New Factory

A week after completing the purchase of the second piece of land in 1920, Messenger’s received a letter from Messrs Wilshere, Gimson & Co., chartered accountants, of Winchester House, No. 1, Welford Road, Leicester, regarding the building of a new factory on the recently acquired land[1]. The letter started by stating the formal agreement between Messenger & Co., Ltd. and Frederick Grogan. The initial agreement entered in was, as described above, was an arrangement to “work certain patents taken out” for the manufacture of Electric Stoves as a separate Department of the business under the title of ‘The Arora Company’. Later, another agreement was made setting legal form the contract which was to between the two parties.

 

1962 OS Map

Because of the success of the new venture, in order to meet demand, a large capital outlay would be required to both build the new factory and furnish with the appropriate plant. It was estimated that £12,000 capital was required and Messenger’s did not have the necessary finances, without either increasing their own capital or finding the additional money required to for the new Company.

Thus, the Directors of Messenger & Co., Ltd. consulted Messrs Wilshere, Gimson & Co., with regarding to the timing of forming a separate Company. Another problem lay in the fact that, at the time, the Arora Company was making a significant profit compared with Messenger’s. The agreement between Messenger’s and Frederick Grogan allowed 40% of the profits made by the Arora Company to be paid to Frederick Grogan. This figure could in turn be allowed as a legitimate deduction for a tax known as the Excess Profit Duty (EPD)[2], which was introduced in 1915 budget, aimed at wartime profiteers. EPD had be not removed at the end of the war and mainly because of the arrangement with Grogan, Messenger’s had not actually paid any EPD. Obviously, there was concern that if the new Company was formed, it would almost certainly end the offset arrangement. If they were to go ahead under the current tax arrangements, it was likely that Frederick Grogan would only receive his salary of £450 per year and the profits would go to the government. Indeed, Frederick Grogan was only willing to proceed in setting up the new Company and becoming Managing Director, on the undertaking that that his financial interests would not be comprised. However, if this were not the case, he insisted on waiting until the government had removed the Excess Profits Duty[3].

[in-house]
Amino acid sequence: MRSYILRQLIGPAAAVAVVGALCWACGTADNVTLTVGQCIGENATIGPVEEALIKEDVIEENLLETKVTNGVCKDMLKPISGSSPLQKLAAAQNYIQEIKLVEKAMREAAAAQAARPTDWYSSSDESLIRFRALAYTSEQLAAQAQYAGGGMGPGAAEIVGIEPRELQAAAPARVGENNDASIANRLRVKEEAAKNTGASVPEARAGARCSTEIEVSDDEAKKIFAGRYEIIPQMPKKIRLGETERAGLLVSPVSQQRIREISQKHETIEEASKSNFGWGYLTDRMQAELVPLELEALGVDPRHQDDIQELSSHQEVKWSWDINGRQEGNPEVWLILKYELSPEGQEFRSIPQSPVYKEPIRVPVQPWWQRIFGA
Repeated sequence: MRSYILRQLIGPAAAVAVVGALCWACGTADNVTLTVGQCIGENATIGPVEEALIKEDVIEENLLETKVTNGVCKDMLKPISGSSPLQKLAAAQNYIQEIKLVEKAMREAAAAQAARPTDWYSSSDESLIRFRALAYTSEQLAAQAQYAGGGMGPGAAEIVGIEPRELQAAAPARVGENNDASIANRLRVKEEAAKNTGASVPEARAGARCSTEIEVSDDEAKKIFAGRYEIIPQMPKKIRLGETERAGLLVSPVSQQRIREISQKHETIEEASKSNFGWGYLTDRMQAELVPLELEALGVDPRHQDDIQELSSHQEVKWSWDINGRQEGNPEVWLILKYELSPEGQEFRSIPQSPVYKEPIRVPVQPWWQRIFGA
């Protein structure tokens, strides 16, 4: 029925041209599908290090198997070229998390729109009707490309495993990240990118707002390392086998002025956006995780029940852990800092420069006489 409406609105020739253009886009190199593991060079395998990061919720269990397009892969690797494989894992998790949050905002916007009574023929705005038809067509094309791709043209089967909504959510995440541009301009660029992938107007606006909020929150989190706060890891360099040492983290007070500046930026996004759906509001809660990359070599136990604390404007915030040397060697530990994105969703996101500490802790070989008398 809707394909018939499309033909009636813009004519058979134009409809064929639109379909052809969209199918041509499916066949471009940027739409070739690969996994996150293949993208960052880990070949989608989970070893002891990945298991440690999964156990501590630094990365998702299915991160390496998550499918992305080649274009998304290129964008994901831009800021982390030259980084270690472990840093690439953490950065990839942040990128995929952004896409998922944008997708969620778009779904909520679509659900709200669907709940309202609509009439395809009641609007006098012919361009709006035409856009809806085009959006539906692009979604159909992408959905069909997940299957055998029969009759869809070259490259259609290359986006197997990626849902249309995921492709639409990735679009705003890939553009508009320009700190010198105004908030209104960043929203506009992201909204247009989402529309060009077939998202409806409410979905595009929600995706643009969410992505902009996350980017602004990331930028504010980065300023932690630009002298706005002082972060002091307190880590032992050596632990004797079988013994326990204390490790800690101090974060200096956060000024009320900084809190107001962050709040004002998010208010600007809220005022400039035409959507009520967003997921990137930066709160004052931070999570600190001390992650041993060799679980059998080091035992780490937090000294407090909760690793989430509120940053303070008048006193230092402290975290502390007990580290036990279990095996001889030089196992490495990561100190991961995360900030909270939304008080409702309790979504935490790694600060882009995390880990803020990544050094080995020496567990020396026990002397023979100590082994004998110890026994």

The Arora Factory – The Electrician, 24 September 1920

The advice from Messrs Wilshere, Gimson & Co., was that they could not see a way of both forming a subsidiary Company and continuing the process treating the two as one for the purpose of EPD. They suggested waiting until the next budget was announced to understand whether the Government were planning on removing the tax[4]. However, in the budget of June 1920, the Chancellor, Austen Chamberlain, raised the EPD to 60 per cent, whilst at the same time introducing a corporation tax of five per cent on limited liability companies. The government regarded these as short-term actions to address the post-war economic crisis[5].

Aerial Photograph taken 15 July 1952 – see Britain form the Air website for details

The three Arora single storey factory buildings are located towards the top of the aerial photo just right of centre; A small portion of Messenger & Co., Ltd.’s factory is shown in the top left hand corner of the photograph.

Alfred Burder, who at the time was Deputy Chairman, was also against building the new factory, until the new Company was formed. He was concerned that if the buildings were erected under the current arrangements and Frederick Grogan, the main patentee should leave, or the business run into trouble, then Messenger & Co., Ltd., as the parent Company would be liable[6].

It is not clear how the problem was resolved but building work started soon afterwards. By the third week of September 1920 the new factory was almost complete[7] and the firm expected to have completed the move from their temporary factory by the middle of October. The new buildings, very reminiscent of Messenger’s own factory consisted of three main brick-built single-storey bays each of 40ft. span, giving a total width of 120ft. Each bay was 85ft. long and designed such that, if required, further extensions could be made.

Aerial Photograph taken 15 July 1952 – see Britain form the Air website for details

The Arora factory is located towards the bottom left hand corner of the above photograph; the Rosebery Street School air raid shelters can be seen just above the factory. 

 

Goods Yard Close, Loughborough, site of Arora Factory

 

References:

  1. Leicestershire, Leicester and Rutland Record Office ref: DE2121/291.
  2. Whilst introduced specifically as a wartime measure it proved very lucrative. In 1916 the rate was raised to 60 and in 1918 to 80 per cent. The EPD was abolished with the 1920 tax reform.
  3. Leicestershire, Leicester and Rutland Record Office ref: DE2121/291.
  4. Ibid.
  5. The Cabinet Papers, 1915-1982 – End of the First World War
  6. Leicestershire, Leicester and Rutland Record Office ref: DE2121/291.
  7. The Electrician, 24th September, 1920.